The Great Gilly Hopkins, Katherine Paterson. 1978.
When I was eight or so, I had to spent a lot of time at my great-grandparents’ house. It was a tiny, tumbledown thing with low ceilings. My Papaw and Mamaw didn’t move much. Neither did their faces. Mamaw had Alzheimer’s, so you couldn’t blame her; she mainly nodded and swayed in her towel-draped chair. Papaw was fine; his face was just set like that. He had the color and scowl of a cigar-store carving. He was not unkind, but he had little to say to me, or to anyone, and I did not know what to do with myself while I was there with my father.
The house had almost no privacy, and certainly no cable. If the weather was nice, I might go in the little backyard, and find some blackberries in season, but there was no seat and no shade. There was Mama-cat, who often lay in the driveway, but she had other local responsibilities, and she didn’t care to be much company. I wasn’t allowed to walk through the neighborhood, but I could see that there were children in the yard of the house across the street, and I wondered if I could make friends. Not those kids, I was told. Those are foster kids. They’re mean. One of them’s retarded. I’d leave them alone if I was you.
This place was where I imagined the world of Gilly Hopkins.
Gilly is a liar, an open racist, a bully and a thief, about eleven years old. She has bounced between foster families all her life. Her only inheritance from her mother is her first name, Galadriel, and one worn-out, signed photo of a stunning woman. After Gilly is sent to the house of Maime Trotter, an embarrassingly jovial and pious foster parent, she pulls out all the stops to get herself back to her half-mythical mother. When Gilly accidentally succeeds, the result breaks her heart.
No one assigned me this book. I’m not sure where I picked it up. It’s not easy for my grown self to understand why it captivated me. Why should it have? I was a lucky kid, warm in the winter and cool in the summer, spoiled and only. All the grownups in my life loved me. I had access to books in abundance. In my time, fairy tales and middle-grade fiction alike often starred a child without a parent. Kids raised on those stories sometimes daydream about being orphans or half-orphans far from home, about the adventures they would find if they had a chance to live on their wits, which is a thing you can do in children’s books, and which appears to be a great deal of fun.
The Great Gilly Hopkins was the first book to show me what it would be like to be an orphan. Other stories might make some reference to tears, to sadness for the safely dead, but they didn’t show you what being without a family would make you. Gilly is tough because no one else will take care of her. She is racist because all she knows about her family is that they come from Virginia horse country, and certainly the Hopkins of Loudoun County wouldn’t have anything to do with them, and what is she if she isn’t a Hopkins? Of course I never said to myself, at age nine, surely her circumstances have made her what she is. I just . . . understood.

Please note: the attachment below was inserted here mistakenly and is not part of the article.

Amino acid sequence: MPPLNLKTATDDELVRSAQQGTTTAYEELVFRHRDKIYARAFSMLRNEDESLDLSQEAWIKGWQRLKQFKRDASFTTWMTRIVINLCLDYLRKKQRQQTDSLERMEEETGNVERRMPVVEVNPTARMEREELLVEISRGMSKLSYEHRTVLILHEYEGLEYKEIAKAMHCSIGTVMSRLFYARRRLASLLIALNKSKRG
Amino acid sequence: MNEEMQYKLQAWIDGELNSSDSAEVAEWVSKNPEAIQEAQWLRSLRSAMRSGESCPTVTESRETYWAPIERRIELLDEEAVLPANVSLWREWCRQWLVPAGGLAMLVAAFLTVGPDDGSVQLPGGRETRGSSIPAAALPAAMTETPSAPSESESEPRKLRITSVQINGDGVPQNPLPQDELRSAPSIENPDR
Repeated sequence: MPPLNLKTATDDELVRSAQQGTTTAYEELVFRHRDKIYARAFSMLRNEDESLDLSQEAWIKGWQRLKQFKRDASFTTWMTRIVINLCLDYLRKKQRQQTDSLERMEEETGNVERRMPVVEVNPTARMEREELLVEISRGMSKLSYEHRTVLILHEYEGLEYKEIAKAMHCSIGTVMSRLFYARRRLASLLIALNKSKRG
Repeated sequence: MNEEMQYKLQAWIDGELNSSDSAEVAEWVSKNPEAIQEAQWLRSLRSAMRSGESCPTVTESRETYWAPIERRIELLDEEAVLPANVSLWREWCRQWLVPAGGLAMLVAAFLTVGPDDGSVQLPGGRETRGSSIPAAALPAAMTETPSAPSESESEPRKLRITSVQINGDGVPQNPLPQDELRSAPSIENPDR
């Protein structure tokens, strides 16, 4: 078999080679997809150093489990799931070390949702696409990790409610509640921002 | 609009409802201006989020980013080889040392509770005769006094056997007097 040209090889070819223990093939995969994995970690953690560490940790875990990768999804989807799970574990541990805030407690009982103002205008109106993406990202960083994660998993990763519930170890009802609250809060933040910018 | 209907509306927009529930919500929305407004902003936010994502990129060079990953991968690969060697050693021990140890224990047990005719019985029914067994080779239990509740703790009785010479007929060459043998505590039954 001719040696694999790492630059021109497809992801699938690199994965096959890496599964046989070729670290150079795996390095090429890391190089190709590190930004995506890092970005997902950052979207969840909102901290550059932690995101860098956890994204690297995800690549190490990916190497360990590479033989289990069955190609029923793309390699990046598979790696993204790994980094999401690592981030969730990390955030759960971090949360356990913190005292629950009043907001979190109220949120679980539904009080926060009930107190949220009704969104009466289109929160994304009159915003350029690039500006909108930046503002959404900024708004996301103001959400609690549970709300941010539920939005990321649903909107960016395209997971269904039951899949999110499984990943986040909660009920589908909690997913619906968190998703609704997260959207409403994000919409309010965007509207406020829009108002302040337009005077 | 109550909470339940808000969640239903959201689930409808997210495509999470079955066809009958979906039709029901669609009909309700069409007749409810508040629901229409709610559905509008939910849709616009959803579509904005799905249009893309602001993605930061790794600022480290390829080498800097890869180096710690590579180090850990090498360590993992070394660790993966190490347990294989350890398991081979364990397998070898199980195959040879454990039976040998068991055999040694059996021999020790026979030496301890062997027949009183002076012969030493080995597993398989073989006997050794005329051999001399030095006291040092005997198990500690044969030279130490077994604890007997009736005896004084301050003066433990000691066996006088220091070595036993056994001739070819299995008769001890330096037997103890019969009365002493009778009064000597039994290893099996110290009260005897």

Adults remember the cruelty of children, but they don’t remember the empathy, the way it blooms unlooked-for, like white clover in a highway median. The cruel children and the feeling children may be the same ones, on different days, in different hours. As a kid, I was occasionally racist, even openly racist. My parents were liberal and wonderful and diligent, but we were white after all, and I was in Mississippi; it was aerosolized. After the horror I felt at reading about Gilly carefully, methodically stealing money from an elderly, blind black man while pretending to clean his house, I was never such a rotten little bint again. At least, not on purpose. Of these things, we can never know ourselves.
I always saw Gilly and Maime Trotter living across the street from my Mamaw and Papaw, in a house that looked just like theirs. The book was breathingly close to me. Everything in it was unpleasant, and still I liked to spend time in it. I wish I could tell you I snuck off and made friends with those children across the way, but I never did. I was shy and cowardly, and I never had much in common with kids my age in any case, and so it went.
On looking into it, I find they’ve made a movie of The Great Gilly Hopkins, which will get a muted US release sometime this year. Kathy Bates and Octavia Spencer will be wonderful, as they always are, but the actress playing Gilly looks too teenaged, too lovely, not scrawny and filthy enough. And it doesn’t seem to be a period piece, which the original has become. Still, movies do what movies do, and we watch for our own reasons. I will watch, possibly alone in the theater. At some point, for certain, I will pretend not to cry.